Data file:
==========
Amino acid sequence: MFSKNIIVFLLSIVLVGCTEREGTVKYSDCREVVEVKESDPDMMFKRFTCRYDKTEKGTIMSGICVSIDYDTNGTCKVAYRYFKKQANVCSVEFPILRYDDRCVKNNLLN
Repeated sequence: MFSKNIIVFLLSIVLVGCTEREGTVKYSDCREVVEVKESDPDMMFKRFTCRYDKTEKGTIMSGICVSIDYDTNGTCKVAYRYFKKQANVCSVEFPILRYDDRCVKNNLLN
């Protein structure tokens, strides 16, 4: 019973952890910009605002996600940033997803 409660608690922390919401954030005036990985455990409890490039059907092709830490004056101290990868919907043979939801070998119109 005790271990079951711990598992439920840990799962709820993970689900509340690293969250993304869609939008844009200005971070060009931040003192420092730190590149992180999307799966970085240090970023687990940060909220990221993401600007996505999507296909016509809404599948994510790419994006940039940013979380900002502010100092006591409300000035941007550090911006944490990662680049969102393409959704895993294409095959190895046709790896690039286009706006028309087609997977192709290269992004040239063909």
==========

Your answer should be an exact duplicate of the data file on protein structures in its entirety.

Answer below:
Amino acid sequence: MFSKNIIVFLLSIVLVGCTEREGTVKYSDCREVVEVKESDPDMMFKRFTCRYDKTEKGTIMSGICVSIDYDTNGTCKVAYRYFKKQANVCSVEFPILRYDDRCVKNNLLN
Repeated sequence: MFSKNIIVFLLSIVLVGCTEREGTVKYSDCREVVEVKESDPDMMFKRFTCRYDKTEKGTIMSGICVSIDYDTNGTCKVAYRYFKKQANVCSVEFPILRYDDRCVKNNLLN
């Protein structure tokens, strides 16, 4: 019973952890910009605002996600940033997803 409660608690922390919401954030005036990985455990409890490039059907092709830490004056101290990868919907043979939801070998119109 005790271990079951711990598992439920840990799962709820993970689900509340690293969250993304869609939008844009200005971070060009931040003192420092730190590149992180999307799966970085240090970023687990940060909220990221993401600007996505999507296909016509809404599948994510790419994006940039940013979380900002502010100092006591409300000035941007550090911006944490990662680049969102393409959704895993294409095959190895046709790896690039286009706006028309087609997977192709290269992004040239063909």